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Whole-exome sequencing identifies ALMS1, IQCB1, CNGA3, and MYO7A mutations in patients with leber congenital amaurosis

Authors

  • Xia Wang,

    1. Department of Molecular and Human Genetics, Baylor College of Medicine, Houston, Texas
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    • These two authors contributed equally to this work.

  • Hui Wang,

    1. Department of Molecular and Human Genetics, Baylor College of Medicine, Houston, Texas
    2. Human Genome Sequencing Center, Baylor College of Medicine, Houston, Texas
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    • These two authors contributed equally to this work.

  • Ming Cao,

    1. Human Genome Sequencing Center, Baylor College of Medicine, Houston, Texas
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  • Zhe Li,

    1. Department of Bioengineering, University of California at San Diego, La Jolla, California
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  • Xianfeng Chen,

    1. Department of Molecular and Human Genetics, Baylor College of Medicine, Houston, Texas
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  • Claire Patenia,

    1. Human Genome Sequencing Center, Baylor College of Medicine, Houston, Texas
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  • Athurva Gore,

    1. Department of Bioengineering, University of California at San Diego, La Jolla, California
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  • Emad B. Abboud,

    1. King Khaled Eye Specialist Hospital, Riyadh, Kingdom of Saudi Arabia
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  • Ali A. Al-Rajhi,

    1. King Khaled Eye Specialist Hospital, Riyadh, Kingdom of Saudi Arabia
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  • Richard A. Lewis,

    1. Department of Molecular and Human Genetics, Baylor College of Medicine, Houston, Texas
    2. Department of Ophthalmology, Baylor College of Medicine, Houston, Texas
    3. Texas Children's Hospital, Baylor College of Medicine, Houston, Texas
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  • James R. Lupski,

    1. Department of Molecular and Human Genetics, Baylor College of Medicine, Houston, Texas
    2. Texas Children's Hospital, Baylor College of Medicine, Houston, Texas
    3. Department of Neurology, Baylor College of Medicine, Houston, Texas
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  • Graeme Mardon,

    1. Department of Molecular and Human Genetics, Baylor College of Medicine, Houston, Texas
    2. Department of Neurology, Baylor College of Medicine, Houston, Texas
    3. Department of Neuroscience, Baylor College of Medicine, Houston, Texas
    4. Department of Pathology, Baylor College of Medicine, Houston, Texas
    5. Program in Developmental Biology, Baylor College of Medicine, Houston, Texas
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  • Kun Zhang,

    1. Department of Bioengineering, University of California at San Diego, La Jolla, California
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  • Donna Muzny,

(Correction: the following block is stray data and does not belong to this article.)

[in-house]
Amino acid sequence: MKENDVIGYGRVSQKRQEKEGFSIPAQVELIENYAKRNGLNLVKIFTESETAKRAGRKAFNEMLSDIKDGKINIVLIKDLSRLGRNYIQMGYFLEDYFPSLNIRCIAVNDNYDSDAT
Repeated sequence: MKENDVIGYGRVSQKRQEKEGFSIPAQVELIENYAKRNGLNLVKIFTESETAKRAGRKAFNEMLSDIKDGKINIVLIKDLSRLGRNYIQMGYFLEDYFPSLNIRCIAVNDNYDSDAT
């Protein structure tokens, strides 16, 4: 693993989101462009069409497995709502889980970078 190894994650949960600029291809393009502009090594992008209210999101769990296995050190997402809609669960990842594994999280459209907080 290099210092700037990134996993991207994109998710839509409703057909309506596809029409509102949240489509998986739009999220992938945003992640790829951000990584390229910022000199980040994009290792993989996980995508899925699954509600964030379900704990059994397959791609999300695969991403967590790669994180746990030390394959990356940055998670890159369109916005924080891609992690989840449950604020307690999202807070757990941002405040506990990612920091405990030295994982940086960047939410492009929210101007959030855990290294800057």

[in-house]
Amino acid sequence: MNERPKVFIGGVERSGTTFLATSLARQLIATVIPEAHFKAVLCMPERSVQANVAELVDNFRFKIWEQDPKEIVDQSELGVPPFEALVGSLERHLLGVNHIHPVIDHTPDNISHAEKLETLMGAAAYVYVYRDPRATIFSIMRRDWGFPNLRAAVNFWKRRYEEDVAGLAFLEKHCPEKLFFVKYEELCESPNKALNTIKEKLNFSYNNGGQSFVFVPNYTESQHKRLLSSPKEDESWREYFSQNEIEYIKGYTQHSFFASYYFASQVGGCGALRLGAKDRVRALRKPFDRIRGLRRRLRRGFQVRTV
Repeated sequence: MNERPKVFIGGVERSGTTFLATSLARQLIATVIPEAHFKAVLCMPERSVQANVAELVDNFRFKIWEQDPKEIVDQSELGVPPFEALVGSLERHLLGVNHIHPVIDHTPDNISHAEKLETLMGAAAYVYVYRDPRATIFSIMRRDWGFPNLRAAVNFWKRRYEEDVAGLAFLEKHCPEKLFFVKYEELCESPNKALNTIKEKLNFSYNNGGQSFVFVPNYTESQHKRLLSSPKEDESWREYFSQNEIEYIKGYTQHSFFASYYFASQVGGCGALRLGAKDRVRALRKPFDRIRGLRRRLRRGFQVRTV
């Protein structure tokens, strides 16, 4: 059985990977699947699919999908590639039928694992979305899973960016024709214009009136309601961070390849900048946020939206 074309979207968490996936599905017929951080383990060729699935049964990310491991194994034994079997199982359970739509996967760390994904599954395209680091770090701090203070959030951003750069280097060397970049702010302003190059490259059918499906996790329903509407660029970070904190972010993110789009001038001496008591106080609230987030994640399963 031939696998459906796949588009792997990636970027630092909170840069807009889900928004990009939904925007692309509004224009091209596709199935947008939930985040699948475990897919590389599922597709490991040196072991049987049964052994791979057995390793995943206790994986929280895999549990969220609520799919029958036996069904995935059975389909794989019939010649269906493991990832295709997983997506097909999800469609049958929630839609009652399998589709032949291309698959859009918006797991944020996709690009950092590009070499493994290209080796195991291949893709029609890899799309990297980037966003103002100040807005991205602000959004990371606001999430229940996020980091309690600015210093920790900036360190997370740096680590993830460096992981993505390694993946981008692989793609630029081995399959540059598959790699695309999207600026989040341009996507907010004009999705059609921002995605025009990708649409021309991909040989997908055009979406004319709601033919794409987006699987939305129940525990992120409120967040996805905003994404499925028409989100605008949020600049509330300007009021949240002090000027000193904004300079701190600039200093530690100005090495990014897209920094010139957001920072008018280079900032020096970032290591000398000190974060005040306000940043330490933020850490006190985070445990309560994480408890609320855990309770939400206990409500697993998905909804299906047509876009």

1. Department of Molecular and Human Genetics, Baylor College of Medicine, Houston, Texas
    2. Human Genome Sequencing Center, Baylor College of Medicine, Houston, Texas
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  • Richard A. Gibbs,

    1. Department of Molecular and Human Genetics, Baylor College of Medicine, Houston, Texas
    2. Human Genome Sequencing Center, Baylor College of Medicine, Houston, Texas
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  • Rui Chen

    Corresponding author
    1. Department of Molecular and Human Genetics, Baylor College of Medicine, Houston, Texas
    2. Human Genome Sequencing Center, Baylor College of Medicine, Houston, Texas
    3. Program in Developmental Biology, Baylor College of Medicine, Houston, Texas
    • Human Genome Sequencing Center, Department of Molecular and Human Genetics, Baylor College of Medicine, One Baylor Plaza, MS BCM226, Houston, TX, 77030.
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  • Communicated by William S. Oetting

Abstract

It has been well documented that mutations in the same retinal disease gene can result in different clinical phenotypes due to difference in the mutant allele and/or genetic background. To evaluate this, a set of consanguineous patient families with Leber congenital amaurosis (LCA) that do not carry mutations in known LCA disease genes was characterized through homozygosity mapping followed by targeted exon/whole-exome sequencing to identify genetic variations. Among these families, a total of five putative disease-causing mutations, including four novel alleles, were found for six families. These five mutations are located in four genes, ALMS1, IQCB1, CNGA3, and MYO7A. Therefore, in our LCA collection from Saudi Arabia, three of the 37 unassigned families carry mutations in retinal disease genes ALMS1, CNGA3, and MYO7A, which have not been previously associated with LCA, and 3 of the 37 carry novel mutations in IQCB1, which has been recently associated with LCA. Together with other reports, our results emphasize that the molecular heterogeneity underlying LCA, and likely other retinal diseases, may be highly complex. Thus, to obtain accurate diagnosis and gain a complete picture of the disease, it is essential to sequence a larger set of retinal disease genes and combine the clinical phenotype with molecular diagnosis. 32:1450–1459, 2011. ©2011 Wiley Periodicals, Inc.

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